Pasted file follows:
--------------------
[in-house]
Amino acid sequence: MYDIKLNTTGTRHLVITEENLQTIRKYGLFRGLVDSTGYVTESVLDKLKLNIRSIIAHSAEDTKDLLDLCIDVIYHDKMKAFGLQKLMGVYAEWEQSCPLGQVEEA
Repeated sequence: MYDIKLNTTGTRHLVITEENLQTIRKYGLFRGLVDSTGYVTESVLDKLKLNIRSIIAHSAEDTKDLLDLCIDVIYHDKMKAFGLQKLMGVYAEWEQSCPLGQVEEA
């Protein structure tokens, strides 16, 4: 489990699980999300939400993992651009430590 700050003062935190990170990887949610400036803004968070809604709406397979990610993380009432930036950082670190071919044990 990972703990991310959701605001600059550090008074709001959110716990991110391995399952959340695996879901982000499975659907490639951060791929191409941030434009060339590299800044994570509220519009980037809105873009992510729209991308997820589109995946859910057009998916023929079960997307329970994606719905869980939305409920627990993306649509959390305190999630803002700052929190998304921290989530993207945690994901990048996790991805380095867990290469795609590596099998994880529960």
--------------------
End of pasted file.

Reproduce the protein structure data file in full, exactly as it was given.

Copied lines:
[in-house]
Amino acid sequence: MYDIKLNTTGTRHLVITEENLQTIRKYGLFRGLVDSTGYVTESVLDKLKLNIRSIIAHSAEDTKDLLDLCIDVIYHDKMKAFGLQKLMGVYAEWEQSCPLGQVEEA
Repeated sequence: MYDIKLNTTGTRHLVITEENLQTIRKYGLFRGLVDSTGYVTESVLDKLKLNIRSIIAHSAEDTKDLLDLCIDVIYHDKMKAFGLQKLMGVYAEWEQSCPLGQVEEA
């Protein structure tokens, strides 16, 4: 489990699980999300939400993992651009430590 700050003062935190990170990887949610400036803004968070809604709406397979990610993380009432930036950082670190071919044990 990972703990991310959701605001600059550090008074709001959110716990991110391995399952959340695996879901982000499975659907490639951060791929191409941030434009060339590299800044994570509220519009980037809105873009992510729209991308997820589109995946859910057009998916023929079960997307329970994606719905869980939305409920627990993306649509959390305190999630803002700052929190998304921290989530993207945690994901990048996790991805380095867990290469795609590596099998994880529960």